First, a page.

On paper the job description and company seemed ideal…then you started. You did all the right things, asked the right questions, aligned with your manager and coworkers, and now you’re fully immersed in the job, but there couldn’t be more of a disconnect.
There are a few reasons why the position isn’t a fit: The work, the company, or you.
Finding your “dream job” is like finding a four-leaf clover. It’s possible, but rare. There can be many aspects of a job that you enjoy, then there are those small problems that over time become more and more prominent.
If you feel like you’re in work limbo, here are a few helpful tips to address issues head on.
What to do when…
The work is the problem.
Meet with your manager to discuss the issues you have so you can find out where the disconnect is coming from. Be straightforward with what you were expecting, be prepared to use examples and reference your job description if you need to. Make a point to express your concerns.
Bring a list of your expectations and a plan for what you would like to be doing. Work with your manager to align your goals with their goals for you. Job descriptions can be vague and can change over time. Sometimes it’s a matter of interpretation. If you didn’t work through those questions during the interview process you need to now.
The company is no longer a fit.
Casual or business attire, ping pong tables or boardrooms, open floor plans or cubicle farms…none is better than the other; it all depends on your preference. Going to onsite interviews only gives you a glimpse of what company culture is like. Working five days a week is a completely different experience.
You spend a lot of time at work, so not liking your environment will affect your work if you let it. It’s a fact that if you are happier at work, the work you produce will be significantly better. Find solace somewhere (or in someone) in the office when you need a break to regroup. Having a work buddy to vent, joke, or get coffee with can make all the difference.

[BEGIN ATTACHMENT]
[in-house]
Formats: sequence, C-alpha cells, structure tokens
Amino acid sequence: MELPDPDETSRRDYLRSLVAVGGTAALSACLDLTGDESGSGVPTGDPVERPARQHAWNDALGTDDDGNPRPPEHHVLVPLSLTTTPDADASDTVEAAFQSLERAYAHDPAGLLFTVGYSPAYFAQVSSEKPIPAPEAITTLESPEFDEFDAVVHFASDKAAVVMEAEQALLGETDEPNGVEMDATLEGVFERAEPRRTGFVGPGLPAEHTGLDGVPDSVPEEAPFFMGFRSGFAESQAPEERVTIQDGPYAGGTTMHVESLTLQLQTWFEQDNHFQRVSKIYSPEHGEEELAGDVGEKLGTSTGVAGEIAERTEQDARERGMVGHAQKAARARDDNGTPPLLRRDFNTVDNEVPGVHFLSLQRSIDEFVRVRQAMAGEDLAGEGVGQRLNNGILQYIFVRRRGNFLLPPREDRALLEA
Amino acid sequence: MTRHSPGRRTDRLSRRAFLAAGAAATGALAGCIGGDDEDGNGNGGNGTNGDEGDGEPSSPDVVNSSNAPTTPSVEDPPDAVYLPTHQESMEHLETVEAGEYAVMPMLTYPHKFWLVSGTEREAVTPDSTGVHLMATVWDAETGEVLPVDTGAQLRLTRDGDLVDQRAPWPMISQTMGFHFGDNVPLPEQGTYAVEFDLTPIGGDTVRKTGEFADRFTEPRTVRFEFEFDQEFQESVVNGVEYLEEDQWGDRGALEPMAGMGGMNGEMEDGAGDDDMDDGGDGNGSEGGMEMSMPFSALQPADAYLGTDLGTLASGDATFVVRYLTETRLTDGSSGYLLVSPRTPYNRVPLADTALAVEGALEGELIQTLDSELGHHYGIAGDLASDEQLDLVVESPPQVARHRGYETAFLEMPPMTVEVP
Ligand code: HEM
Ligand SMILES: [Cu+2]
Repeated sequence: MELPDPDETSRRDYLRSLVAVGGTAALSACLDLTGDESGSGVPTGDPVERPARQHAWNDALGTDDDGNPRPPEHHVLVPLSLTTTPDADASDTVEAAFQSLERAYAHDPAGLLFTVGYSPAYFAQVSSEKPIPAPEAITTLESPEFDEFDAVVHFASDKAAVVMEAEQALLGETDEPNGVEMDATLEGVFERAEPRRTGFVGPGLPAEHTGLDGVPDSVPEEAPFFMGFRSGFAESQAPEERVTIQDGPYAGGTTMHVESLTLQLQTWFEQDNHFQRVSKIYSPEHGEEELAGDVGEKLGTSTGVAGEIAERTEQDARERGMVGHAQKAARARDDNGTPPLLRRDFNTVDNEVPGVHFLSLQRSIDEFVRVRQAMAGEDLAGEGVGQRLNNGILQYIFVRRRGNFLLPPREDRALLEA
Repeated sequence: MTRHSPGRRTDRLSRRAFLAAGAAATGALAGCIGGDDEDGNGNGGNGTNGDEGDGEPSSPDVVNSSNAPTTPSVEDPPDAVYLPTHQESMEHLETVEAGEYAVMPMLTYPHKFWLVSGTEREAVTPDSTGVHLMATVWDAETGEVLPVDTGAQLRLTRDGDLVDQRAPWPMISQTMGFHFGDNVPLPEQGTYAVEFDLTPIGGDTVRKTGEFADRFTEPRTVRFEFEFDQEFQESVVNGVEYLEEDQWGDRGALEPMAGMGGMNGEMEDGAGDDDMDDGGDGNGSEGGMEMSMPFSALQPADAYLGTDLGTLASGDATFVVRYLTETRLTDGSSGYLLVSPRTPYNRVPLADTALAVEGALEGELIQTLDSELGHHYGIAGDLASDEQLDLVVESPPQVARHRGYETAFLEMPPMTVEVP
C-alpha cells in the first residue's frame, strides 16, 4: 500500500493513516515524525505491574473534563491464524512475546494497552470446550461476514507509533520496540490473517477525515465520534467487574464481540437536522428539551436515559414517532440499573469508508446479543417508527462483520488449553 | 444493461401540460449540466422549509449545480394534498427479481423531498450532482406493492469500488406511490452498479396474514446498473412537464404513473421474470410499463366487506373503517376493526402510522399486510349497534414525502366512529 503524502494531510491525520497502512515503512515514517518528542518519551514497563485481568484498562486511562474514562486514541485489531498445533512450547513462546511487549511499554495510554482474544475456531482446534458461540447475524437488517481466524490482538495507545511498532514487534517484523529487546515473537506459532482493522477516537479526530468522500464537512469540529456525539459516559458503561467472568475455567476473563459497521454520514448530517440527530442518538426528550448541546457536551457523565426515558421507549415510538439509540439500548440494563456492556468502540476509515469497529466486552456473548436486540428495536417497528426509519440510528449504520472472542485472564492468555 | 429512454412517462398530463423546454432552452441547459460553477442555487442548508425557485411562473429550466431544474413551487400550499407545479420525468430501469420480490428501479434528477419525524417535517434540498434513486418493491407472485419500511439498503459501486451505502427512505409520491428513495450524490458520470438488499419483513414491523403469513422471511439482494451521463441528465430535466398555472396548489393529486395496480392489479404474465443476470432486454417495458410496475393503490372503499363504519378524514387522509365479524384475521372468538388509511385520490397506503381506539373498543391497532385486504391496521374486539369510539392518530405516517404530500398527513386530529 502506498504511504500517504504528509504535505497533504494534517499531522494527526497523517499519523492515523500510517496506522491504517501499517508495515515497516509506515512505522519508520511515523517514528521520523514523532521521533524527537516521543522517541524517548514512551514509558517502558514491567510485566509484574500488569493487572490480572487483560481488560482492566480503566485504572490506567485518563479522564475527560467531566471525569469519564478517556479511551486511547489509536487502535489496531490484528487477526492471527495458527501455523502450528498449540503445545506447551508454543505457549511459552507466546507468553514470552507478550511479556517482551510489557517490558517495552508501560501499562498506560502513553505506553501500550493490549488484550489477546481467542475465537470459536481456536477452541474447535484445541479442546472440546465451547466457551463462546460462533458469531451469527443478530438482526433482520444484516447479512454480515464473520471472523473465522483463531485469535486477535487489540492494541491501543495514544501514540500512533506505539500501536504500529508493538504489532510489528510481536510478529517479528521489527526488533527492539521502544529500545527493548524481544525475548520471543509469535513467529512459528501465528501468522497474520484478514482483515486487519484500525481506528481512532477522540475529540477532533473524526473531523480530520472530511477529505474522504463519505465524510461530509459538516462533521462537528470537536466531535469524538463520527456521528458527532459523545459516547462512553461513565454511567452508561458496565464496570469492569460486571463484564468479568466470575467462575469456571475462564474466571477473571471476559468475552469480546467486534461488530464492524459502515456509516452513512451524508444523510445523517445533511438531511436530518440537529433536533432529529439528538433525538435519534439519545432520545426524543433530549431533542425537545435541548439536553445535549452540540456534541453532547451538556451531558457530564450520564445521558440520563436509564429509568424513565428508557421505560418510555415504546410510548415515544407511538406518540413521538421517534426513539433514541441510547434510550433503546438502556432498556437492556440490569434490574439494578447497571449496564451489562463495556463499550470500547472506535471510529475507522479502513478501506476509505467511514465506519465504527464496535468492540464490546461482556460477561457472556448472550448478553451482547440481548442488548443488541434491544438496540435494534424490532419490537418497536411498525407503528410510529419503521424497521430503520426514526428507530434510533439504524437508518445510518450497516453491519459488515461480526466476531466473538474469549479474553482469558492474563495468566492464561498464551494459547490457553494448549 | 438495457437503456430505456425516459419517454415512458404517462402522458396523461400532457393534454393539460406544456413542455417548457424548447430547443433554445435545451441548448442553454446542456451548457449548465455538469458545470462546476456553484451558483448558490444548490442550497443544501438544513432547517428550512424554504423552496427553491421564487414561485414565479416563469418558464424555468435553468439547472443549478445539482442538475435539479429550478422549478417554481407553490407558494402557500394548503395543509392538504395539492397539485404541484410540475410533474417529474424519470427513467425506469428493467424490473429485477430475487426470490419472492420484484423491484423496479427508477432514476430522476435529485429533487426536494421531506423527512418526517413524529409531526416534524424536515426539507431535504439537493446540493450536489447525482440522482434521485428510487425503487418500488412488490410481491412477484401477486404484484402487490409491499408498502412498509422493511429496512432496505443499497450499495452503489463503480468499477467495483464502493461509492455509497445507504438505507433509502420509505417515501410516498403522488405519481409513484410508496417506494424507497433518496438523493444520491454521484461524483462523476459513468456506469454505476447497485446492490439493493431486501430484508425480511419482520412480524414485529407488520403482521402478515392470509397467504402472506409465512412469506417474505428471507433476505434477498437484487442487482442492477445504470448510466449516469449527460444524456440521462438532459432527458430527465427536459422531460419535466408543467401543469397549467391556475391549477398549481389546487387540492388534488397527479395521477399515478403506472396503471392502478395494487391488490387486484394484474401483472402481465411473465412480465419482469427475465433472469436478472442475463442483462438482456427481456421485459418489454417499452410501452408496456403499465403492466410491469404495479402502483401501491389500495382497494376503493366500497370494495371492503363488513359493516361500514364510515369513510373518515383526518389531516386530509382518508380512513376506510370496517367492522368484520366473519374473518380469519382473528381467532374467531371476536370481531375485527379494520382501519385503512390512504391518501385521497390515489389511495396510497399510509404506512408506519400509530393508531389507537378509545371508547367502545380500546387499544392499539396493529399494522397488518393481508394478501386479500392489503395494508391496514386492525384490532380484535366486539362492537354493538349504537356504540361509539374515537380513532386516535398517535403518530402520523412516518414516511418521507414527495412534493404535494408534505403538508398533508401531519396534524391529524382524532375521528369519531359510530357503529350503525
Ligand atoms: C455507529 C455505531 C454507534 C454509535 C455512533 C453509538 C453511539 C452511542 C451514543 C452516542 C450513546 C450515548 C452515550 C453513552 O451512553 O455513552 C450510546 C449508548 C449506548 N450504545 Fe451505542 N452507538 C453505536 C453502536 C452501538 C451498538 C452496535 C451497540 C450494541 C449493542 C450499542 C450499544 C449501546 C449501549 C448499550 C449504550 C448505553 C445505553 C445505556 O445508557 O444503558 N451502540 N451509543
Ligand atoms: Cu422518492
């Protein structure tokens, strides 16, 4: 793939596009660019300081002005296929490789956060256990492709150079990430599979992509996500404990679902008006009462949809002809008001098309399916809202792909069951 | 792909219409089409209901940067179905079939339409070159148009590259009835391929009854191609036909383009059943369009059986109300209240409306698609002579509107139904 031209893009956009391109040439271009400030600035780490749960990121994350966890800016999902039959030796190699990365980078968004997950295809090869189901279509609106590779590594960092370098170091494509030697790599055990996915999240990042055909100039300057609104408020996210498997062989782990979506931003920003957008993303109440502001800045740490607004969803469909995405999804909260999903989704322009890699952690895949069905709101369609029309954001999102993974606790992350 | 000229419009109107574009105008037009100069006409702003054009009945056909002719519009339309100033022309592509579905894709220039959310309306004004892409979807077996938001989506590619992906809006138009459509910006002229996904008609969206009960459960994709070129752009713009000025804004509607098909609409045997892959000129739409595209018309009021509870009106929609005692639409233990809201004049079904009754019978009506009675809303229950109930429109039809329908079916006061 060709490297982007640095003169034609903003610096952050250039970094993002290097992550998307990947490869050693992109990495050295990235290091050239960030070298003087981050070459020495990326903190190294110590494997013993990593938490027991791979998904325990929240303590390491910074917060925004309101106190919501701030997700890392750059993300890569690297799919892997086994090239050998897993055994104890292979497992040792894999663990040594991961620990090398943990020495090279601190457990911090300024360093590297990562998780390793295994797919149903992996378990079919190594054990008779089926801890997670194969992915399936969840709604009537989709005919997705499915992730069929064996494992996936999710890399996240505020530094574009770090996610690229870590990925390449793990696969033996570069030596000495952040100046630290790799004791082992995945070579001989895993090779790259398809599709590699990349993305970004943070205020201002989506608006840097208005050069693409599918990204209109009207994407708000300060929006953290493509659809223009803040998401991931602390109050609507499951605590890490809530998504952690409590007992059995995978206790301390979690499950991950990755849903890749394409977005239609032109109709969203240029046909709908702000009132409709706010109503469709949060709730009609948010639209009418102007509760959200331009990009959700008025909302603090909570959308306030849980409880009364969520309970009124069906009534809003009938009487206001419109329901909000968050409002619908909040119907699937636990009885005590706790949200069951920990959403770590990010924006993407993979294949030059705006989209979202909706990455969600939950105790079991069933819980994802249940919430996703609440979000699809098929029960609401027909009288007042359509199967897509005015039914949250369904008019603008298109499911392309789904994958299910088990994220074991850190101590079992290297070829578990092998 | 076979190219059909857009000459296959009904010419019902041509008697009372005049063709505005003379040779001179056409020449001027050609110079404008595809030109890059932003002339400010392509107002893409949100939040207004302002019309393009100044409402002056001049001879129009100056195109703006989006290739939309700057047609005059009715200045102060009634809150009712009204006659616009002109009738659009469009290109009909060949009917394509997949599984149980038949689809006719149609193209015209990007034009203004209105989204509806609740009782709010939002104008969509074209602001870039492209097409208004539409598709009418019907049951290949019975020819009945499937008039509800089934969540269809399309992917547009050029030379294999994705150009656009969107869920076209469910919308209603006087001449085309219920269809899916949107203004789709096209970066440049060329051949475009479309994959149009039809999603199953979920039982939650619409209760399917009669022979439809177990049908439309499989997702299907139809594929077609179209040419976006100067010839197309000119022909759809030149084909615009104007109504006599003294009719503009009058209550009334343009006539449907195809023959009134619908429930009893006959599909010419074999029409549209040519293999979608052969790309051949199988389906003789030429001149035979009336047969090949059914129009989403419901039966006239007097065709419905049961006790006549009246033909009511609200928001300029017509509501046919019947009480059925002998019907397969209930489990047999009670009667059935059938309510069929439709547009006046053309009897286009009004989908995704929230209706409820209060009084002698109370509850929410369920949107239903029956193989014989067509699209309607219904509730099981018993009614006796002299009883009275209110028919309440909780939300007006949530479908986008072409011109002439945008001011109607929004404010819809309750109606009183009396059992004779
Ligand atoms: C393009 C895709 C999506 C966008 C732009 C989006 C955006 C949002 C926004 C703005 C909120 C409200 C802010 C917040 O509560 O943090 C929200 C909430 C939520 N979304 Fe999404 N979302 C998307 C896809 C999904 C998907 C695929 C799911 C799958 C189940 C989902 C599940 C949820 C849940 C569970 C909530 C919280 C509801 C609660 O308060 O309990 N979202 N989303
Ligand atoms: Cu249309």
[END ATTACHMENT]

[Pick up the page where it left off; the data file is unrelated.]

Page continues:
You can’t seem to connect anymore.
Sometimes you have to admit to yourself: it’s not them, it’s you. One day you might wake up and realize you just can’t sit in an office chair staring at a computer screen anymore. And that’s okay! But when you start to waver on your decisions and responsibilities, you must make time to discuss it with your supervisor.
No one likes to be caught off-guard and giving a two-weeks notice is proper, but consider meeting with your manager to talk about future opportunities in your position, or in the company before you make any rash decisions. Try proposing a plan that works with them and changes the course of your career to fit your goals.
If the disconnect continues or the job description wasn’t accurate, you will have to make a decision to stay or leave. One simple question to ask yourself is “Will this job experience align with my ultimate professional goals?” If it doesn’t, it’s time to consider other jobs.
If it might help you down the road it might be beneficial to stick around (at least for a little while), especially if you’re in a position that even tangentially allows you to learn new things that you do enjoy.